You are reading 1 of 2 free-access articles allowed for 30 days
The area of fertility is rapidly changing. Science is delivering new possibilities, but the efficacy and affordability of some treatments have created cause for concern.
Questions marks have recently surrounded pre-implantation genetic screening (PGS) or aneuploidy screening, for example, which is used by some clinics in Ireland and internationally to seek to identify chromosomally normal and abnormal embryos.
In an interview with the Medical Independent (MI), Cork Fertility Centre’s Medical Director Dr John Waterstone said routine PGS is “not warranted”. He said PGS is often marketed in the US as a ‘standard’ element of IVF treatment, which he found disquieting.
Dr Waterstone, who is President of the Irish Fertility Society (IFS) but spoke in a personal capacity, said the Cork Fertility Centre would only recommend PGS for a small cohort in particular clinical circumstances.
“Personally, I am worried about the role of PGS full-stop,” Dr Waterstone told MI. “I don’t know just how promising it is, I don’t know how beneficial it is.”
Mosaicism has recently emerged as a particular uncertainty in respect of PGS. Dr Waterstone noted that cases are being reported internationally of ‘mosaic embryos’ developing into healthy euploid newborns.
“When you do PGS on an embryo, you take out two-three-four-five cells from the embryo, usually from the part of the embryo that is going to form the placenta, and you do that at the blastocyst stage where there are maybe 150 cells present,” outlined Dr Waterstone.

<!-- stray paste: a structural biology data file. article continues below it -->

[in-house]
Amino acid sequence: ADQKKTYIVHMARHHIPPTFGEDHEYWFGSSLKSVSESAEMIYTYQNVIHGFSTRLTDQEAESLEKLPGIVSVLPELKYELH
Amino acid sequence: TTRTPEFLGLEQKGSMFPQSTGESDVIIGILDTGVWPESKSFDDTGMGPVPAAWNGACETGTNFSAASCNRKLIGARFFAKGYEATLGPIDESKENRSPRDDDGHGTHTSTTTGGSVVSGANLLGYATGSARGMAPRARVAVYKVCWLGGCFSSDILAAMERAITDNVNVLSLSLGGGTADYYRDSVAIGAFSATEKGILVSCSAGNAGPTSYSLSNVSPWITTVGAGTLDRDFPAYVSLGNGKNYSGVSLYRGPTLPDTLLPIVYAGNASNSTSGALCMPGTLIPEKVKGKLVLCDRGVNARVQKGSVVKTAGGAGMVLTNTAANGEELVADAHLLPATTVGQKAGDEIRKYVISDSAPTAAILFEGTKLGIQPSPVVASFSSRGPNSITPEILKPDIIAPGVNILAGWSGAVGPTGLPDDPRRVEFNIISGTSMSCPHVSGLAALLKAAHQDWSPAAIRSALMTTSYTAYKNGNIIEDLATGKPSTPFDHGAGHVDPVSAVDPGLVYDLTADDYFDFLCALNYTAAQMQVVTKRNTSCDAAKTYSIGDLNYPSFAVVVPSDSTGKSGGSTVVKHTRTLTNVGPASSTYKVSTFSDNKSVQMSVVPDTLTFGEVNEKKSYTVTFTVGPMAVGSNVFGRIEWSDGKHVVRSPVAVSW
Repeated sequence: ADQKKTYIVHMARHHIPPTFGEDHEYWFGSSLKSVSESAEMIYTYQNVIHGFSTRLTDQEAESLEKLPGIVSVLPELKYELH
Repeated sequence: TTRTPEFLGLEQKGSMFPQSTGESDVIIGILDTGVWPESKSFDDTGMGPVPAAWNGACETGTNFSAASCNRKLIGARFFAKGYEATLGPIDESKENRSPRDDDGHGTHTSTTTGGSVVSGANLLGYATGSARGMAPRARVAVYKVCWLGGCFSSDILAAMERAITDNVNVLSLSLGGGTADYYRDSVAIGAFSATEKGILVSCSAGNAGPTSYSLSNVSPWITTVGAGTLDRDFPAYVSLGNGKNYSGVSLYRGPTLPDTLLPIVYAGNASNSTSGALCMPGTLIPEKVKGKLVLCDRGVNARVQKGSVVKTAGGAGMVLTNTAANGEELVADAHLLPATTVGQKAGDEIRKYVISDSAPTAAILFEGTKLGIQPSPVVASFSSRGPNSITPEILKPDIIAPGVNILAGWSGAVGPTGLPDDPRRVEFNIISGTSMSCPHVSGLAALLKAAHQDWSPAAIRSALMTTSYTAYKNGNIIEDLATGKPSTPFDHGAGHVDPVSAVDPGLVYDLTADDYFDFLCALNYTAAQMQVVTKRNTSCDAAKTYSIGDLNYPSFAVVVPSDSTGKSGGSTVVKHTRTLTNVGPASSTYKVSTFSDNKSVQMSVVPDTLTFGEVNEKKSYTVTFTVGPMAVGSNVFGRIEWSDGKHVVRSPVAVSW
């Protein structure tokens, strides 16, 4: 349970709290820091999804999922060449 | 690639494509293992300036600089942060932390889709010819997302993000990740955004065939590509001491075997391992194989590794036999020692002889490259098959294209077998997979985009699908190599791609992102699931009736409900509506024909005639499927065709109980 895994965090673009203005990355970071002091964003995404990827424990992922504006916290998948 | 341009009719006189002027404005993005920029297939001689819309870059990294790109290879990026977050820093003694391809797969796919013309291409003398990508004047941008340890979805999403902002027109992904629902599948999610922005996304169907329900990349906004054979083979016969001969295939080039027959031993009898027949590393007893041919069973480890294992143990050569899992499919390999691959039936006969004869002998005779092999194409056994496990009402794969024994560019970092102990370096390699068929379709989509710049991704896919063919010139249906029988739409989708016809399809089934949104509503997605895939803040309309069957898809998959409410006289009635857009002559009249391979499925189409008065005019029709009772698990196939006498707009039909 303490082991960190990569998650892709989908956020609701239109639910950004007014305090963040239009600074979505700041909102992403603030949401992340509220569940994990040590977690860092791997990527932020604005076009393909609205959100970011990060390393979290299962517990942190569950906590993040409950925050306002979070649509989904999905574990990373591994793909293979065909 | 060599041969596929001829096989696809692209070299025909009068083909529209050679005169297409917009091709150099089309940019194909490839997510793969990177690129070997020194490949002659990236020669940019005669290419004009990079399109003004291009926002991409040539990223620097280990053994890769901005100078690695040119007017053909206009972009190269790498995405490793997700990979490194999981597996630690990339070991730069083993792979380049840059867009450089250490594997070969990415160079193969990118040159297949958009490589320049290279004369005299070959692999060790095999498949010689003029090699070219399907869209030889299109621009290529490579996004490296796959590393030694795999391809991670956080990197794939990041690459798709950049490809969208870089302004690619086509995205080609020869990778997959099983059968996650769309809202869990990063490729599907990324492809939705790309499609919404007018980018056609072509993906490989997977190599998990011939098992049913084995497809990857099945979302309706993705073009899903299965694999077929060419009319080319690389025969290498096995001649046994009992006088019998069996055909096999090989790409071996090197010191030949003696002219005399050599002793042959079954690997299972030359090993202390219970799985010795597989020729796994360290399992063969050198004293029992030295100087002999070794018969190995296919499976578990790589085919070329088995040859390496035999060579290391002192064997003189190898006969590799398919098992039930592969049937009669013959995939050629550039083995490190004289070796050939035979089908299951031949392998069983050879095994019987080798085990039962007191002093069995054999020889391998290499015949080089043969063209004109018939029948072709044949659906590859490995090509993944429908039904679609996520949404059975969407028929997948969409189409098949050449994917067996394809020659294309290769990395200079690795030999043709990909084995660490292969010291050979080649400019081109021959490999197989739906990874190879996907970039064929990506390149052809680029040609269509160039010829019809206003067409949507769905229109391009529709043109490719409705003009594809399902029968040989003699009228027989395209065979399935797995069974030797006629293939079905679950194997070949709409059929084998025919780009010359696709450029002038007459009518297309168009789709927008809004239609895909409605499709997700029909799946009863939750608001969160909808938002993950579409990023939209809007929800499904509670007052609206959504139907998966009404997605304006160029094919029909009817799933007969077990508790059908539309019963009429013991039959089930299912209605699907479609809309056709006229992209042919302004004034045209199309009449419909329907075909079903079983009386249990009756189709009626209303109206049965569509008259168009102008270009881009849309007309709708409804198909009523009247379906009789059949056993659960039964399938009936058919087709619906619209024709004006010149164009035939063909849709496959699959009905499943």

“But some embryos contain a mixture of different cells; some of the cells are genetically normal and then other cells have an extra chromosome, or a chromosome too few.”
The growing evidence around mosaicism has thrown the area of PGS into confusion, he indicated.
“So for me, as Medical Director of Cork Fertility Centre, we are proud that this is a technique we can do successfully but I am not at all certain right now, in 2016, about how the whole thing is going to pan-out with regard to PGS.”
Dr John Waterstone
Dr Waterstone said the centre was very happy with its pre-implantation genetic diagnosis (PGD) programme, which he said offers clear benefits.
“The couples are coming to you with a very real risk, usually a 25 per cent risk or a 50 per cent risk, that any baby they have would be affected by a very serious genetic condition. PGD is a good thing in my mind; there is no debate there.”
Dr Waterstone said the centre is doing a small number of PGD procedures. Cork Fertility Centre is planning a relocation to a larger site that will facilitate a greater volume of work in this realm, he said.
“We are going to move to a new unit on the outskirts of Cork. We are opening there in January and our laboratory space is going to go from 300 square feet to about 1,400 square feet, so we will have a whole lot more space and a dedicated area for PGD.”